Issue #80 March 22, 2005

1. PPT – Recolor Photos

One of the tutorials on the Using Images video tutorial is on changing the coloring of a photo. I think that this is a largely unknown feature, so I thought I’d profile it today. It allows you to take any photo that you have inserted on a slide and change it to suit your needs. There are four choices. First is Automatic, which uses the coloring that the picture has when originally inserted. Second is Grayscale. This option converts the colors in the original picture to shades of gray. It is like taking the picture on black and white film in a camera. The third option is Black and White. This is a little confusing because this option turns all colors to only black or white, no shades in between. It is not like using black and white photo film, it is more like an artistic appearance. The final choice is Washout, which puts a white screen over the picture and is best used for washing out a photo that you are using as a background for some text. It still allows the photo to be seen, but it is lightly in the background. Know that any of the changes it makes are not to the original picture you have on your computer, only to what is shown in PowerPoint on this slide. In order to change the coloring of a photo on a PowerPoint slide, you click on the photo to bring up the Picture toolbar. If the Picture toolbar does not appear, click on View -> Toolbars -> Picture to display it. The Color button is close to the left side of the toolbar and looks like two columns side by side, one shading from clear to black and the other half white and half black. Click on the Color button and it will drop down the four options described above. Select the option you want and the picture will change to that coloring. To reset the coloring to the original colors, select the Automatic option.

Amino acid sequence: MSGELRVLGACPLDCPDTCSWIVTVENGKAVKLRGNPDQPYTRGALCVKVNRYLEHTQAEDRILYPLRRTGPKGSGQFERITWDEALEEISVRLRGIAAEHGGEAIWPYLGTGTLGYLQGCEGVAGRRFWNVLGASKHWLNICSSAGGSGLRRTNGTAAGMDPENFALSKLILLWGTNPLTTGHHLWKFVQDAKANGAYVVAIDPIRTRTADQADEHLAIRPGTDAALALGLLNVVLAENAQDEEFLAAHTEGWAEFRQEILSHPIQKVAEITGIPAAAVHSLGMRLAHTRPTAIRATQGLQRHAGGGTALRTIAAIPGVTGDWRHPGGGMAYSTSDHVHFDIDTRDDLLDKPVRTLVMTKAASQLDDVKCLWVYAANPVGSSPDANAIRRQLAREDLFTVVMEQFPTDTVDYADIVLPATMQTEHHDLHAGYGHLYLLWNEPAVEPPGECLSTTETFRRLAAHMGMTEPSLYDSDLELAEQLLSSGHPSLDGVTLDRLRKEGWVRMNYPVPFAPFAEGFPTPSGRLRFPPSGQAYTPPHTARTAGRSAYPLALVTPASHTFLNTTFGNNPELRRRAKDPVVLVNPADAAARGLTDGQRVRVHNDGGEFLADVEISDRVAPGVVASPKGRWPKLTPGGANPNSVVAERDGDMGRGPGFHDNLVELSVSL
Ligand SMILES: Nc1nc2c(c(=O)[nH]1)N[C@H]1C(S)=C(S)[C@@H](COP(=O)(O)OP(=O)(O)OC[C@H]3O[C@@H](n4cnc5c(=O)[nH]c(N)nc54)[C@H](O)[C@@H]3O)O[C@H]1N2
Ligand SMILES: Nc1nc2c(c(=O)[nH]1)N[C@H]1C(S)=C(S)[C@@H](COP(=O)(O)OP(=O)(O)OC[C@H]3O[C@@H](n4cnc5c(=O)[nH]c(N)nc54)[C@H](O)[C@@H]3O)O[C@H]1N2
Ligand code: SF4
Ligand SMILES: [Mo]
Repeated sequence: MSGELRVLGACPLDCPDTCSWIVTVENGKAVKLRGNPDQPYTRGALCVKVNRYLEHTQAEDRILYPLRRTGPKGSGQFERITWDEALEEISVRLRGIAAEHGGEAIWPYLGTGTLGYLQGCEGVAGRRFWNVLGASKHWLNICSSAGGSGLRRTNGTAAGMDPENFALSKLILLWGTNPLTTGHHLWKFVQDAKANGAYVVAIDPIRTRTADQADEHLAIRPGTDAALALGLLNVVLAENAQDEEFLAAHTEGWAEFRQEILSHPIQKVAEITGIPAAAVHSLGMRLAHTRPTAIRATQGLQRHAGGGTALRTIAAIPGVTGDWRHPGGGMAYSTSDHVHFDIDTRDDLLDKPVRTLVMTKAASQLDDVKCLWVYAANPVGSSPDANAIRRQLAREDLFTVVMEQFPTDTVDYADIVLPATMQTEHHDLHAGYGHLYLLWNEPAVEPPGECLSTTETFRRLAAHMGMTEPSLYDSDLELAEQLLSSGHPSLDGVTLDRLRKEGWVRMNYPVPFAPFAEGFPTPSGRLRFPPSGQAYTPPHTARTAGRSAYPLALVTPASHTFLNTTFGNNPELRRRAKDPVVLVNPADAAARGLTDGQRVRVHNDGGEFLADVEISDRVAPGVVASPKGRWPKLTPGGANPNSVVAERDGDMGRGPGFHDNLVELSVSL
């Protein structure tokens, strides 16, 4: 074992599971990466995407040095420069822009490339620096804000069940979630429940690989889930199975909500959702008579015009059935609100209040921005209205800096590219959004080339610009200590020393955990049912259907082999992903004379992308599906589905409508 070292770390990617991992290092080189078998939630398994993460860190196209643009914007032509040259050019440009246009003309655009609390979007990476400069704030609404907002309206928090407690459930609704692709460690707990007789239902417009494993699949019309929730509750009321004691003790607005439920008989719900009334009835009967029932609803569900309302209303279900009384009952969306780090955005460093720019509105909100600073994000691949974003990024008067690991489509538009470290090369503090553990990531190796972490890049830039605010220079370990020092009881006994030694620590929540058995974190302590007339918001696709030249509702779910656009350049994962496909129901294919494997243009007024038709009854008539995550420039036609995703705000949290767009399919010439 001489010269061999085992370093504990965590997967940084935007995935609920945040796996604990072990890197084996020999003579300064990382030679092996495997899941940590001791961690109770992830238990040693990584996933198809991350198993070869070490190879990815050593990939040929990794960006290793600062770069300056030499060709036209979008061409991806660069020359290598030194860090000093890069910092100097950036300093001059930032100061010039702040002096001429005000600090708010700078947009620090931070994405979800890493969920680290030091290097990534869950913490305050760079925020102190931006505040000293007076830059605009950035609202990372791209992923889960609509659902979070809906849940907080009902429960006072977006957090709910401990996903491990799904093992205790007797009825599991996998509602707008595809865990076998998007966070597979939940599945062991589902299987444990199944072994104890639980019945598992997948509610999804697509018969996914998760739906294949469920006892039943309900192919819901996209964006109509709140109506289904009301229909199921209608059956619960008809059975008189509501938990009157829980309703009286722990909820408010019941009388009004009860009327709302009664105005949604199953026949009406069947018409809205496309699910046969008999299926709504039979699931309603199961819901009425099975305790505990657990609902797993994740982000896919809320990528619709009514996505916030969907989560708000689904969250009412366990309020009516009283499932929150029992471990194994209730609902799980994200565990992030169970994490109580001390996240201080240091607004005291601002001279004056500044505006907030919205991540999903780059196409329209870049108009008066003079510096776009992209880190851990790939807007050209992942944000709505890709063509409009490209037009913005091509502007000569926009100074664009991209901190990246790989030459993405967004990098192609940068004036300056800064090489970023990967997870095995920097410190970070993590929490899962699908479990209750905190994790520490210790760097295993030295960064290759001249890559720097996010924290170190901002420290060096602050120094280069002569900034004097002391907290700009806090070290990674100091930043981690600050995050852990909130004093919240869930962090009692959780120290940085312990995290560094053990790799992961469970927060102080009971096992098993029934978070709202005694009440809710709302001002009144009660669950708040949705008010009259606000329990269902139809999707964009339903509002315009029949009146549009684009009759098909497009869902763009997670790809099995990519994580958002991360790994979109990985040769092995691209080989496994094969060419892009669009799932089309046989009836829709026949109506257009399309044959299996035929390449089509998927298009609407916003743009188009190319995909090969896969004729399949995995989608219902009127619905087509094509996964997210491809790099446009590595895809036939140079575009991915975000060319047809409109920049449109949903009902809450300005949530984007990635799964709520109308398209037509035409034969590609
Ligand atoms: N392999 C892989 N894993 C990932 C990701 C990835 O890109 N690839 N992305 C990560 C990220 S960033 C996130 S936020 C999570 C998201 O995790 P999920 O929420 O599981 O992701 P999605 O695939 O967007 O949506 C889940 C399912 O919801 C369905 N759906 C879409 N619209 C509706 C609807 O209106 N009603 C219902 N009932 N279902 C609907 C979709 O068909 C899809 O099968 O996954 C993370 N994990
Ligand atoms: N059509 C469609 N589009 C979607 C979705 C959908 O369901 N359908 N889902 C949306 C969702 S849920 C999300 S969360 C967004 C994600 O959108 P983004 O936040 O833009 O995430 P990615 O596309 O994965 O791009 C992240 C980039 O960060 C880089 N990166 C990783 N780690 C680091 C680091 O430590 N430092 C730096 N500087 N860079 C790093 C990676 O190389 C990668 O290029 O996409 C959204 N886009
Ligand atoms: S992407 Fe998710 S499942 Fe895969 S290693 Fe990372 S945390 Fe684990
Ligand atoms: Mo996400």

2. Print only what you want

Too many times we print a document, e-mail or web page only to discover that we have printed more pages than we needed. This costs us in paper and toner costs, as well as the cost to the environment. Today I want to share a strategy for printing only what we need to print. The first step is to always do a Print Preview before you print. This way, you can see which pages contain the information you need to print. Once you have identified the pages that need to be printed, the second step is to print only the pages you need. You can print a page range in almost all programs. In the Print dialog box (usually displayed when you click File -> Print), there is an entry box to enter a page range to print instead of the usual default of all pages. In this entry box, you can use the comma (,) to separate individual pages and you can use the dash (-) to indicate a range of pages. For example, the entry of “5,7,9-11” would mean print page 5, page 7 and pages 9 to 11. Enter only the pages you identified in the first step using the comma and dash as necessary (do not enter the quote marks shown in the above example). In some programs (Word being one of them) you can print pages in reverse order by entering a page range in reverse. So entering “11-9” would print page 11, then page 10, then page 9. Follow these steps and you will reduce the cost of printing documents at your office or home.

3. Useful Resource – Cleaning a Laptop

Fred Langa, whose newsletter I enjoy reading every time it comes out (go to to subscribe) wrote an article recently on cleaning the dust from your laptop without opening the case. You can do lots of damage by opening your laptop case if you don’t know what you are doing, so this sounds like a good way to keep things running smoothly and do it safely. Check out his article at: